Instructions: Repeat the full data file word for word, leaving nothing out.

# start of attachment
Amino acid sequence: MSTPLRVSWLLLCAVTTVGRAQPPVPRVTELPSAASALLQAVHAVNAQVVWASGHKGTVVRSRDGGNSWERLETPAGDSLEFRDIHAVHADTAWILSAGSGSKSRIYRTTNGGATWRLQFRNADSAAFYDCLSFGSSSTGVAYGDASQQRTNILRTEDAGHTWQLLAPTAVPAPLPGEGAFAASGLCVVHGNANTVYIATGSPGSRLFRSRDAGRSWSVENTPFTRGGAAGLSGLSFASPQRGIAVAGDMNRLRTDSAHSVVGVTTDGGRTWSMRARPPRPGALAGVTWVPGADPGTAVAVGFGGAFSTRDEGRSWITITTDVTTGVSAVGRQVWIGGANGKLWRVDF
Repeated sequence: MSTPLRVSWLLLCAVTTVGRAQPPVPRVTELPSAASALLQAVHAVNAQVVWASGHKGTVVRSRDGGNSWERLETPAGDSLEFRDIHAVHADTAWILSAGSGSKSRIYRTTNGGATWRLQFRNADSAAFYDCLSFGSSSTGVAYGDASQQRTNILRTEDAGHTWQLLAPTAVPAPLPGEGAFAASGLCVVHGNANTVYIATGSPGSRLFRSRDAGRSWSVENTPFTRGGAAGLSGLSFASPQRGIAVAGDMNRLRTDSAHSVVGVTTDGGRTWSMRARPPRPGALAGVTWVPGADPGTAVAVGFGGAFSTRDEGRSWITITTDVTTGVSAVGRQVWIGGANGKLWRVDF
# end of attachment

Amino acid sequence: MSTPLRVSWLLLCAVTTVGRAQPPVPRVTELPSAASALLQAVHAVNAQVVWASGHKGTVVRSRDGGNSWERLETPAGDSLEFRDIHAVHADTAWILSAGSGSKSRIYRTTNGGATWRLQFRNADSAAFYDCLSFGSSSTGVAYGDASQQRTNILRTEDAGHTWQLLAPTAVPAPLPGEGAFAASGLCVVHGNANTVYIATGSPGSRLFRSRDAGRSWSVENTPFTRGGAAGLSGLSFASPQRGIAVAGDMNRLRTDSAHSVVGVTTDGGRTWSMRARPPRPGALAGVTWVPGADPGTAVAVGFGGAFSTRDEGRSWITITTDVTTGVSAVGRQVWIGGANGKLWRVDF
Repeated sequence: MSTPLRVSWLLLCAVTTVGRAQPPVPRVTELPSAASALLQAVHAVNAQVVWASGHKGTVVRSRDGGNSWERLETPAGDSLEFRDIHAVHADTAWILSAGSGSKSRIYRTTNGGATWRLQFRNADSAAFYDCLSFGSSSTGVAYGDASQQRTNILRTEDAGHTWQLLAPTAVPAPLPGEGAFAASGLCVVHGNANTVYIATGSPGSRLFRSRDAGRSWSVENTPFTRGGAAGLSGLSFASPQRGIAVAGDMNRLRTDSAHSVVGVTTDGGRTWSMRARPPRPGALAGVTWVPGADPGTAVAVGFGGAFSTRDEGRSWITITTDVTTGVSAVGRQVWIGGANGKLWRVDF